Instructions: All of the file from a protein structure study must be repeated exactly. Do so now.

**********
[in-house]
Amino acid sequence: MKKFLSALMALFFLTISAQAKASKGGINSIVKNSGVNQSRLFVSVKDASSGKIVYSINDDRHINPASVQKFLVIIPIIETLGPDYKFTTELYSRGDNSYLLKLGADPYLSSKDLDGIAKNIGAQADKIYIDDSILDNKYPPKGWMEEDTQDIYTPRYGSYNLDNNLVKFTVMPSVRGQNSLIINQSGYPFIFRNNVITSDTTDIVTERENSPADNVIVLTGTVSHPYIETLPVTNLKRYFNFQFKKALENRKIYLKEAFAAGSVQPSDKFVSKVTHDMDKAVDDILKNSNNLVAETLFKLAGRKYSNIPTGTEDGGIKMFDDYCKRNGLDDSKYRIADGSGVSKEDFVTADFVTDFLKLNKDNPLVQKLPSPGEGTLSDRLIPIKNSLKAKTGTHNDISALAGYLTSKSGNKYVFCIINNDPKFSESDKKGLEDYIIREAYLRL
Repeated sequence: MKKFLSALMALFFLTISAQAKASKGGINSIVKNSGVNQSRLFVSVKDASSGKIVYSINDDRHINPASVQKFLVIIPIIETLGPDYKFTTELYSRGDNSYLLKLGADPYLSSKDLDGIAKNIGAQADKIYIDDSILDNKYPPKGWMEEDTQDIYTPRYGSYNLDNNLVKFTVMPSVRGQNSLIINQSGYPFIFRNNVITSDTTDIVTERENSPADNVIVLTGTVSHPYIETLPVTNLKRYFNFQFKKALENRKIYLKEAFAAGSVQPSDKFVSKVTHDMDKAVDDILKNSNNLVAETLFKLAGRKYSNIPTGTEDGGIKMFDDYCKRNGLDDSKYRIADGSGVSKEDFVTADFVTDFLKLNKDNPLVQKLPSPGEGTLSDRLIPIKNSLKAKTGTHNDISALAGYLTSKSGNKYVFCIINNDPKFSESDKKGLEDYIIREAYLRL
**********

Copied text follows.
[in-house]
Amino acid sequence: MKKFLSALMALFFLTISAQAKASKGGINSIVKNSGVNQSRLFVSVKDASSGKIVYSINDDRHINPASVQKFLVIIPIIETLGPDYKFTTELYSRGDNSYLLKLGADPYLSSKDLDGIAKNIGAQADKIYIDDSILDNKYPPKGWMEEDTQDIYTPRYGSYNLDNNLVKFTVMPSVRGQNSLIINQSGYPFIFRNNVITSDTTDIVTERENSPADNVIVLTGTVSHPYIETLPVTNLKRYFNFQFKKALENRKIYLKEAFAAGSVQPSDKFVSKVTHDMDKAVDDILKNSNNLVAETLFKLAGRKYSNIPTGTEDGGIKMFDDYCKRNGLDDSKYRIADGSGVSKEDFVTADFVTDFLKLNKDNPLVQKLPSPGEGTLSDRLIPIKNSLKAKTGTHNDISALAGYLTSKSGNKYVFCIINNDPKFSESDKKGLEDYIIREAYLRL
Repeated sequence: MKKFLSALMALFFLTISAQAKASKGGINSIVKNSGVNQSRLFVSVKDASSGKIVYSINDDRHINPASVQKFLVIIPIIETLGPDYKFTTELYSRGDNSYLLKLGADPYLSSKDLDGIAKNIGAQADKIYIDDSILDNKYPPKGWMEEDTQDIYTPRYGSYNLDNNLVKFTVMPSVRGQNSLIINQSGYPFIFRNNVITSDTTDIVTERENSPADNVIVLTGTVSHPYIETLPVTNLKRYFNFQFKKALENRKIYLKEAFAAGSVQPSDKFVSKVTHDMDKAVDDILKNSNNLVAETLFKLAGRKYSNIPTGTEDGGIKMFDDYCKRNGLDDSKYRIADGSGVSKEDFVTADFVTDFLKLNKDNPLVQKLPSPGEGTLSDRLIPIKNSLKAKTGTHNDISALAGYLTSKSGNKYVFCIINNDPKFSESDKKGLEDYIIREAYLRL